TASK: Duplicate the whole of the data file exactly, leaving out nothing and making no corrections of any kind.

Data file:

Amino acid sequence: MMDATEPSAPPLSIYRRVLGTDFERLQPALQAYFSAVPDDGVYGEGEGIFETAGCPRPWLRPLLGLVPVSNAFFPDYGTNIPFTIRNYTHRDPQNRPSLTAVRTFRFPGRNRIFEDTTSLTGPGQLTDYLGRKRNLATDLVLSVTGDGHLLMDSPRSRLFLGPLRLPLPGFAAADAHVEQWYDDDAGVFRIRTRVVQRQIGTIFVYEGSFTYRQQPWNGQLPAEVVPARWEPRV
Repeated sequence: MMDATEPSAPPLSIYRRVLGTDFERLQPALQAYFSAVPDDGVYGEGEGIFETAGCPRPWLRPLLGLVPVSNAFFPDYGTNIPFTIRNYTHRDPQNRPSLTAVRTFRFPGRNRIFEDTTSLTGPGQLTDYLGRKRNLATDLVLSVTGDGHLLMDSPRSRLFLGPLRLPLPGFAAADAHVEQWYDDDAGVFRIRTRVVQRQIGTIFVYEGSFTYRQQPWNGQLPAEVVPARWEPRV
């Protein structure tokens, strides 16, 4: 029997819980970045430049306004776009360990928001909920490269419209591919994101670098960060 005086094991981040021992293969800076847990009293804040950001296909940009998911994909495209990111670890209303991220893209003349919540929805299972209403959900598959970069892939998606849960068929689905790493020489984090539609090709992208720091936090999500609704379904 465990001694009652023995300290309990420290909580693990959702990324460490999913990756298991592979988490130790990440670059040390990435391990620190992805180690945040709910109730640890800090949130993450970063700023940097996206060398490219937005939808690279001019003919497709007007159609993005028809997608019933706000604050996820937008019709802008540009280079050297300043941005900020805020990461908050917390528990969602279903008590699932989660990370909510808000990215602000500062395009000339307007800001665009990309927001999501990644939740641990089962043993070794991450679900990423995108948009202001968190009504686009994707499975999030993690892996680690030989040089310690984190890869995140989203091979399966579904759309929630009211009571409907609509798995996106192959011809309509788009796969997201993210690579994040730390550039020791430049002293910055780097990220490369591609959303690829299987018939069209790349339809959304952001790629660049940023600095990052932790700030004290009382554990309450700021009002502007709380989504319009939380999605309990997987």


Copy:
Amino acid sequence: MMDATEPSAPPLSIYRRVLGTDFERLQPALQAYFSAVPDDGVYGEGEGIFETAGCPRPWLRPLLGLVPVSNAFFPDYGTNIPFTIRNYTHRDPQNRPSLTAVRTFRFPGRNRIFEDTTSLTGPGQLTDYLGRKRNLATDLVLSVTGDGHLLMDSPRSRLFLGPLRLPLPGFAAADAHVEQWYDDDAGVFRIRTRVVQRQIGTIFVYEGSFTYRQQPWNGQLPAEVVPARWEPRV
Repeated sequence: MMDATEPSAPPLSIYRRVLGTDFERLQPALQAYFSAVPDDGVYGEGEGIFETAGCPRPWLRPLLGLVPVSNAFFPDYGTNIPFTIRNYTHRDPQNRPSLTAVRTFRFPGRNRIFEDTTSLTGPGQLTDYLGRKRNLATDLVLSVTGDGHLLMDSPRSRLFLGPLRLPLPGFAAADAHVEQWYDDDAGVFRIRTRVVQRQIGTIFVYEGSFTYRQQPWNGQLPAEVVPARWEPRV
């Protein structure tokens, strides 16, 4: 029997819980970045430049306004776009360990928001909920490269419209591919994101670098960060 005086094991981040021992293969800076847990009293804040950001296909940009998911994909495209990111670890209303991220893209003349919540929805299972209403959900598959970069892939998606849960068929689905790493020489984090539609090709992208720091936090999500609704379904 465990001694009652023995300290309990420290909580693990959702990324460490999913990756298991592979988490130790990440670059040390990435391990620190992805180690945040709910109730640890800090949130993450970063700023940097996206060398490219937005939808690279001019003919497709007007159609993005028809997608019933706000604050996820937008019709802008540009280079050297300043941005900020805020990461908050917390528990969602279903008590699932989660990370909510808000990215602000500062395009000339307007800001665009990309927001999501990644939740641990089962043993070794991450679900990423995108948009202001968190009504686009994707499975999030993690892996680690030989040089310690984190890869995140989203091979399966579904759309929630009211009571409907609509798995996106192959011809309509788009796969997201993210690579994040730390550039020791430049002293910055780097990220490369591609959303690829299987018939069209790349339809959304952001790629660049940023600095990052932790700030004290009382554990309450700021009002502007709380989504319009939380999605309990997987």